Planes

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On Wed, 20 Feb 2013 20:59:25 -0800 (PST), Father Haskell

Dixie Gun Works. $5.75 for a 12-16 ounce jar, plus shipping.
http://www.dixiegunworks.com/product_reviews.php?products_id686
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How different is this from lanolin? The market for lanolin around here, is all $13/ounce at pharmacies The usual 'lanolin substitute' is waterless hand cleaner (the white no-abrasive kind); would that be effective on planes?
I'm going to give it a try this afternoon...
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"whit3rd" wrote:

Udder Balm, a dairy supply item.
Lew
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AKA Bag Balm, available from costco pharamacy counter.
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writes:

Ahh..., brings back memories.
My wife, who was a nurse for many years, got all upset and focused because she did not have any bag balm. Apparently wearing those latex gloves and hand washing many times per shift can lead to chapped hands. And many medical people swear by bag balm. When she finally located a can of the fabled bag balm, she proceeded to tell me about it.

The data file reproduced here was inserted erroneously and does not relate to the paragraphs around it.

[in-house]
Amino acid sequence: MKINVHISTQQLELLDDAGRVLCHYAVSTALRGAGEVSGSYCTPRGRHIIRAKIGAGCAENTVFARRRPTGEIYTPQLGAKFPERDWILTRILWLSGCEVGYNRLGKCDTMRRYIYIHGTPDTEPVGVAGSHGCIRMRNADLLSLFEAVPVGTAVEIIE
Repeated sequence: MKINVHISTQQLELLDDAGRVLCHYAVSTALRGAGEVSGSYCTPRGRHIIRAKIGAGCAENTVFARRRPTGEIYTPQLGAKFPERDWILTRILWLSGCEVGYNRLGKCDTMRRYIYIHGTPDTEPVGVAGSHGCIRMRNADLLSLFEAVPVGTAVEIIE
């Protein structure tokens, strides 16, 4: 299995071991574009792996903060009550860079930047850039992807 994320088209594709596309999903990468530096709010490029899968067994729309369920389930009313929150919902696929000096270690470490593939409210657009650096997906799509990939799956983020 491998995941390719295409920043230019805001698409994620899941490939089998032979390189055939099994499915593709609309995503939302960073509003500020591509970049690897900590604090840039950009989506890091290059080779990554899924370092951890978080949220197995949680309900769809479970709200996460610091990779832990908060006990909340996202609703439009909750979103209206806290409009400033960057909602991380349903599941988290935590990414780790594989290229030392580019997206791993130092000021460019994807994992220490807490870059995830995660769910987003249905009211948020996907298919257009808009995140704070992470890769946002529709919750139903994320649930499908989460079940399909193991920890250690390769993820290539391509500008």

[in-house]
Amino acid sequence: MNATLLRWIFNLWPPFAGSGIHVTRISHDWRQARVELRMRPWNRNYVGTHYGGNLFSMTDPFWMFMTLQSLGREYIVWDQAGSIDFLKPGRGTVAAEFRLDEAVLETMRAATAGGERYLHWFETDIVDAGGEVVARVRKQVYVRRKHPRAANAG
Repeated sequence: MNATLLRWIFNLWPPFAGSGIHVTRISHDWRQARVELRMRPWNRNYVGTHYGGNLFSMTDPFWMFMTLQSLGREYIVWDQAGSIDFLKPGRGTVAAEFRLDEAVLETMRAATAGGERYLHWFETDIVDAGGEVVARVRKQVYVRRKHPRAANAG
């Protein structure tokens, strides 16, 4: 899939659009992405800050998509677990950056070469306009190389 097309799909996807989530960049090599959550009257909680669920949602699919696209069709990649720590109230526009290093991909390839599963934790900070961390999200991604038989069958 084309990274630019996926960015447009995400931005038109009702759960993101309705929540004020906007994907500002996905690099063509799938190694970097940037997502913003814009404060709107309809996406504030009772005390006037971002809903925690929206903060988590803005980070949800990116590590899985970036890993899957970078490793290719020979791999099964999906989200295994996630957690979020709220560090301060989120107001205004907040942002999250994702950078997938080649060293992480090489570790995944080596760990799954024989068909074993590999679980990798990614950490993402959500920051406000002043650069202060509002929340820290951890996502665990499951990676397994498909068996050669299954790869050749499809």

I laughed and told her that I used to apply it directly to the cow's udder back in the 1950's. As a farmboy, I had to perform many first aid and minor veterinary functions. I was VERY familiar with bag balm. I became a historical expert among her nursing friends. They all asked me about the original use of bag balm and how the cows reacted to me applying it (They did not like it.)
There is still a can of bag balm on the shelves above the toilet. And we do use it from time to time.
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On Monday, February 25, 2013 9:36:11 AM UTC-6, Lee Michaels wrote:

g it
Should have given them a first-hand demonstration.

Regarding sheep tallow or balm, I think that might be too oily, if your pro duct is similar to what I'm thinking. I have an old jar of home made sheep balm, my grandfather made, and not only does it smell to high heaven, it's oily. *I never use it, except when particular relatives or friends come o ver and I extoll its virtues and of course they have to try it. LOL.
Sonny
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